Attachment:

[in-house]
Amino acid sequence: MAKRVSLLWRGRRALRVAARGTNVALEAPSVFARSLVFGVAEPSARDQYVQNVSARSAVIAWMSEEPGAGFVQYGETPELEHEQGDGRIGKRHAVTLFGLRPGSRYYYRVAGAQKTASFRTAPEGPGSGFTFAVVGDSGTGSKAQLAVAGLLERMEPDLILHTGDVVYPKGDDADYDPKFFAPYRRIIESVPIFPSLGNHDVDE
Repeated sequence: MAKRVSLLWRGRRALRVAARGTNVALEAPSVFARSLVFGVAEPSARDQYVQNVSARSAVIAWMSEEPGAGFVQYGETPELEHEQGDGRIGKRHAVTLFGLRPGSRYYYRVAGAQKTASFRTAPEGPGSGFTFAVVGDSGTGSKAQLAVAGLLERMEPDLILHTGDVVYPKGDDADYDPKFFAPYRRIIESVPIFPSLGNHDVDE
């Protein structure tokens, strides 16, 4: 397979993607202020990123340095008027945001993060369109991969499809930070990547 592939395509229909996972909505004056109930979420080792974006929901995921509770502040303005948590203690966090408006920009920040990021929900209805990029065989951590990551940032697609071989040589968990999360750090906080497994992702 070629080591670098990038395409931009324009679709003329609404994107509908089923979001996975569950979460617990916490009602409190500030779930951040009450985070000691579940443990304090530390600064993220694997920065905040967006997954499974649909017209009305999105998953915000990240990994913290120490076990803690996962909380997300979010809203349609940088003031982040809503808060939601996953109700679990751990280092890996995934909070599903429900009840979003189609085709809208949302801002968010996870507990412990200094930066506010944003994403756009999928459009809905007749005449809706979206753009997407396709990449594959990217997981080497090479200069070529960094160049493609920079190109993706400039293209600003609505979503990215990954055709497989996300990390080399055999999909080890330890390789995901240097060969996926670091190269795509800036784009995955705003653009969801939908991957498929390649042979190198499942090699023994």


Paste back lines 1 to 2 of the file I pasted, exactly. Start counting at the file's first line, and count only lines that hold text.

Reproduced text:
[in-house]
Amino acid sequence: MAKRVSLLWRGRRALRVAARGTNVALEAPSVFARSLVFGVAEPSARDQYVQNVSARSAVIAWMSEEPGAGFVQYGETPELEHEQGDGRIGKRHAVTLFGLRPGSRYYYRVAGAQKTASFRTAPEGPGSGFTFAVVGDSGTGSKAQLAVAGLLERMEPDLILHTGDVVYPKGDDADYDPKFFAPYRRIIESVPIFPSLGNHDVDE